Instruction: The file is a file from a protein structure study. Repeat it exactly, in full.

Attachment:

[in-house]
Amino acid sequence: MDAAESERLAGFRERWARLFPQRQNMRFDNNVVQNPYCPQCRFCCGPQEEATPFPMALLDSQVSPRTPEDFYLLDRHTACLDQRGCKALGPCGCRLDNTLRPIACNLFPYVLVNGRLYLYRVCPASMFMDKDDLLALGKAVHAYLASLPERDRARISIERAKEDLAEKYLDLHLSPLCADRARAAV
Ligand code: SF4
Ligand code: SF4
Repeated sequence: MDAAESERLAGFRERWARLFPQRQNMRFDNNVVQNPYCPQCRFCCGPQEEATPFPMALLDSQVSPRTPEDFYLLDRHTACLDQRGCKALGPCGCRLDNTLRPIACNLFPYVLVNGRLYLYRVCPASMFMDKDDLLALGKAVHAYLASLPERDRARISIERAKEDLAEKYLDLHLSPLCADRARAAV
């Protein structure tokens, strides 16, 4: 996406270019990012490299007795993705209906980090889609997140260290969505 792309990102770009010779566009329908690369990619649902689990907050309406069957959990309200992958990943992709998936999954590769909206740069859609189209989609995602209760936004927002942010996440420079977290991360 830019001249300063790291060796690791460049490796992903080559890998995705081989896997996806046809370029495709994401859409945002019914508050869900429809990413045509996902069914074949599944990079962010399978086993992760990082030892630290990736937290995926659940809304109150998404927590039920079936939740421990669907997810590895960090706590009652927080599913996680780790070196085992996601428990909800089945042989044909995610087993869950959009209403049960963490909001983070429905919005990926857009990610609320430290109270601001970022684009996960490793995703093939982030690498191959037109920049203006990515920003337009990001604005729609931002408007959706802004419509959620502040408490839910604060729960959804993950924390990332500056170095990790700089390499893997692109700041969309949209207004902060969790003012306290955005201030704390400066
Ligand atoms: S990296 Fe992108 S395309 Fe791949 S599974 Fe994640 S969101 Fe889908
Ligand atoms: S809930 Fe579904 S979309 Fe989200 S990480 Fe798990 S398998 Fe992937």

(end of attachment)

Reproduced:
[in-house]
Amino acid sequence: MDAAESERLAGFRERWARLFPQRQNMRFDNNVVQNPYCPQCRFCCGPQEEATPFPMALLDSQVSPRTPEDFYLLDRHTACLDQRGCKALGPCGCRLDNTLRPIACNLFPYVLVNGRLYLYRVCPASMFMDKDDLLALGKAVHAYLASLPERDRARISIERAKEDLAEKYLDLHLSPLCADRARAAV
Ligand code: SF4
Ligand code: SF4
Repeated sequence: MDAAESERLAGFRERWARLFPQRQNMRFDNNVVQNPYCPQCRFCCGPQEEATPFPMALLDSQVSPRTPEDFYLLDRHTACLDQRGCKALGPCGCRLDNTLRPIACNLFPYVLVNGRLYLYRVCPASMFMDKDDLLALGKAVHAYLASLPERDRARISIERAKEDLAEKYLDLHLSPLCADRARAAV
């Protein structure tokens, strides 16, 4: 996406270019990012490299007795993705209906980090889609997140260290969505 792309990102770009010779566009329908690369990619649902689990907050309406069957959990309200992958990943992709998936999954590769909206740069859609189209989609995602209760936004927002942010996440420079977290991360 830019001249300063790291060796690791460049490796992903080559890998995705081989896997996806046809370029495709994401859409945002019914508050869900429809990413045509996902069914074949599944990079962010399978086993992760990082030892630290990736937290995926659940809304109150998404927590039920079936939740421990669907997810590895960090706590009652927080599913996680780790070196085992996601428990909800089945042989044909995610087993869950959009209403049960963490909001983070429905919005990926857009990610609320430290109270601001970022684009996960490793995703093939982030690498191959037109920049203006990515920003337009990001604005729609931002408007959706802004419509959620502040408490839910604060729960959804993950924390990332500056170095990790700089390499893997692109700041969309949209207004902060969790003012306290955005201030704390400066
Ligand atoms: S990296 Fe992108 S395309 Fe791949 S599974 Fe994640 S969101 Fe889908
Ligand atoms: S809930 Fe579904 S979309 Fe989200 S990480 Fe798990 S398998 Fe992937």